15. A SIMPLE TREND FOLLOWING SYSTEM • Here are the rules for this system. • If the current price is higher than the price one year ago, go long. • If the current price is lower than one year ago, go short. To make it a little easier to read, the lower chart shows the yearly results as well. The green bars show the returns and the red bars the maximum intra-year drawdown. This simple strategy showed annualized return of 22% against a max drawdown of 26% and a Sharpe ratio of 1.1. This is before fees, so you’ll need to shave a bit on that, but it’s still better than most do in real life.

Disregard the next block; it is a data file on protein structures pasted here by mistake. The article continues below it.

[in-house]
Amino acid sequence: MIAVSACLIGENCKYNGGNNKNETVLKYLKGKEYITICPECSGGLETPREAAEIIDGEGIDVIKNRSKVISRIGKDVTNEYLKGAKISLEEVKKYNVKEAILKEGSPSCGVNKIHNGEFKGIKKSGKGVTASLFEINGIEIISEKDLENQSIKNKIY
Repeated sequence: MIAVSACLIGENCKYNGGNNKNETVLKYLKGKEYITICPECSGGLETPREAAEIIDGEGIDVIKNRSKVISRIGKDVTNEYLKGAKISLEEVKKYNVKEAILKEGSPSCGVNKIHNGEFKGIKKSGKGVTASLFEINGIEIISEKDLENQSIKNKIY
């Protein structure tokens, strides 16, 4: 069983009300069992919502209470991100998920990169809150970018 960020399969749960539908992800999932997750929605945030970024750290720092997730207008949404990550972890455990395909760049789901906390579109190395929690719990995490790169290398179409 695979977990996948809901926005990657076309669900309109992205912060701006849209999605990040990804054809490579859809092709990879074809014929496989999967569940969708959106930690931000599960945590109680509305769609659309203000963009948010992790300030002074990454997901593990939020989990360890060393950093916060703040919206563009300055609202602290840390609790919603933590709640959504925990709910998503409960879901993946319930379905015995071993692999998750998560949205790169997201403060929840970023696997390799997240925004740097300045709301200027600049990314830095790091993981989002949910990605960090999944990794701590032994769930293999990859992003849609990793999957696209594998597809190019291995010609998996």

16. TREND FOLLOWING COMPONENTS Any mechanical system (trend following included) has the following components: • Entries - Every system has a condition or trigger for entry. • The turtle system used standard break-out (channel) entries. For example, the highest high (or lowest low if going short) of the last 55 days was used in one of the turtle systems. Not sexy, nor does it do much for winning percentage, but it enables that you are there for the ride if a trend starts. • Exits - Once we are in a trade, we need to know when to get out if it goes against us (initial stop loss) or when to exit a profitable trade. • Standard trend following systems don’t use profit targets. The turtles used the same strategy on exits as they did with entries – lowest low of the last N number days. As expected, it is impossible to catch the top with such a strategy. It does, however, keep you in the trade through normal fluctuations for the full ride. • Risk % - Almost all trend followers limit their risk to a certain percentage of capital on each trade. Typical ranges are 1-2%, using fixed fractional position sizing. • You have some options here, as you can use open equity (more aggressive) or closed equity (more conservative) for determining position size. • Using a simple example, if you are trading a $100,000 account and your open equity (capital + open profits – open losses) is $110,000, risking 2% would yield $2,200 per trade. Using closed equity, you would risk $2,000 per trade (2% of $100,000).